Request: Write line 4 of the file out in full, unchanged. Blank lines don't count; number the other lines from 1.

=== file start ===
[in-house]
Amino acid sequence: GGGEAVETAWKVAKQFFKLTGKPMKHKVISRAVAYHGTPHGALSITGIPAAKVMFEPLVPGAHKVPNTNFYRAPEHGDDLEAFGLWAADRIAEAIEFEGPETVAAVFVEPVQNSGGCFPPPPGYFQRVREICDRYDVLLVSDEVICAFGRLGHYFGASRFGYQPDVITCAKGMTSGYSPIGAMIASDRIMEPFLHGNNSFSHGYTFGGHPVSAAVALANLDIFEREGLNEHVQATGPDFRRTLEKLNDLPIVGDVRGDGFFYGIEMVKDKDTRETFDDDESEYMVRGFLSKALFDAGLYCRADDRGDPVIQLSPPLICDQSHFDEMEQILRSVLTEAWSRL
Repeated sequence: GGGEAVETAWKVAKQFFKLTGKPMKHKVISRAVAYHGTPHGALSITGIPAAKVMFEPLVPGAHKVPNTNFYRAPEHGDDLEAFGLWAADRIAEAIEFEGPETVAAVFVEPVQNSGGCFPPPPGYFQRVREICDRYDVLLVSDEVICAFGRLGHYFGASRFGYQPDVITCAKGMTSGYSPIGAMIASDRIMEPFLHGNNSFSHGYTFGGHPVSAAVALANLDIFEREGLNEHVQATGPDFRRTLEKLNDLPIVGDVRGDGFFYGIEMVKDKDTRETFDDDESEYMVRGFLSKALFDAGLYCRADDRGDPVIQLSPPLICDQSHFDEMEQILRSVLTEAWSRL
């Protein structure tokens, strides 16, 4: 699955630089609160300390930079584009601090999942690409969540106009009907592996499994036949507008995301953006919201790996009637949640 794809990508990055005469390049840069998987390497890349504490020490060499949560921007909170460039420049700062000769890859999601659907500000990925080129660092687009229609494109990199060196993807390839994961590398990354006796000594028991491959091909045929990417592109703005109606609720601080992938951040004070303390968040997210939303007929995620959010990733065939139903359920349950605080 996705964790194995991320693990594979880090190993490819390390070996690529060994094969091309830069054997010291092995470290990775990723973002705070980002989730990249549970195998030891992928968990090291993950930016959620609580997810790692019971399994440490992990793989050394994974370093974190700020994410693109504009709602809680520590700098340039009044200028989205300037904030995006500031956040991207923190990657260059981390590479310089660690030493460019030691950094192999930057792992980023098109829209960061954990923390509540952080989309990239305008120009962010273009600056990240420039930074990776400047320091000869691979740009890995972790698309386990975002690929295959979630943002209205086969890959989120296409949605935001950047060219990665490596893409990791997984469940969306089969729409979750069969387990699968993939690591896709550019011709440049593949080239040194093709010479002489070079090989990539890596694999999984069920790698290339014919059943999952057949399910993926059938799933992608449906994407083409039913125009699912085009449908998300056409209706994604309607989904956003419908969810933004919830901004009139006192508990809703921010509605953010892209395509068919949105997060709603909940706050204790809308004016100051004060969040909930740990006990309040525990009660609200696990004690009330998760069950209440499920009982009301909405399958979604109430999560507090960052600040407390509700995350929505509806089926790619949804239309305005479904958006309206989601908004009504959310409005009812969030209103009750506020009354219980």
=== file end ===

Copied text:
């Protein structure tokens, strides 16, 4: 699955630089609160300390930079584009601090999942690409969540106009009907592996499994036949507008995301953006919201790996009637949640 794809990508990055005469390049840069998987390497890349504490020490060499949560921007909170460039420049700062000769890859999601659907500000990925080129660092687009229609494109990199060196993807390839994961590398990354006796000594028991491959091909045929990417592109703005109606609720601080992938951040004070303390968040997210939303007929995620959010990733065939139903359920349950605080 996705964790194995991320693990594979880090190993490819390390070996690529060994094969091309830069054997010291092995470290990775990723973002705070980002989730990249549970195998030891992928968990090291993950930016959620609580997810790692019971399994440490992990793989050394994974370093974190700020994410693109504009709602809680520590700098340039009044200028989205300037904030995006500031956040991207923190990657260059981390590479310089660690030493460019030691950094192999930057792992980023098109829209960061954990923390509540952080989309990239305008120009962010273009600056990240420039930074990776400047320091000869691979740009890995972790698309386990975002690929295959979630943002209205086969890959989120296409949605935001950047060219990665490596893409990791997984469940969306089969729409979750069969387990699968993939690591896709550019011709440049593949080239040194093709010479002489070079090989990539890596694999999984069920790698290339014919059943999952057949399910993926059938799933992608449906994407083409039913125009699912085009449908998300056409209706994604309607989904956003419908969810933004919830901004009139006192508990809703921010509605953010892209395509068919949105997060709603909940706050204790809308004016100051004060969040909930740990006990309040525990009660609200696990004690009330998760069950209440499920009982009301909405399958979604109430999560507090960052600040407390509700995350929505509806089926790619949804239309305005479904958006309206989601908004009504959310409005009812969030209103009750506020009354219980």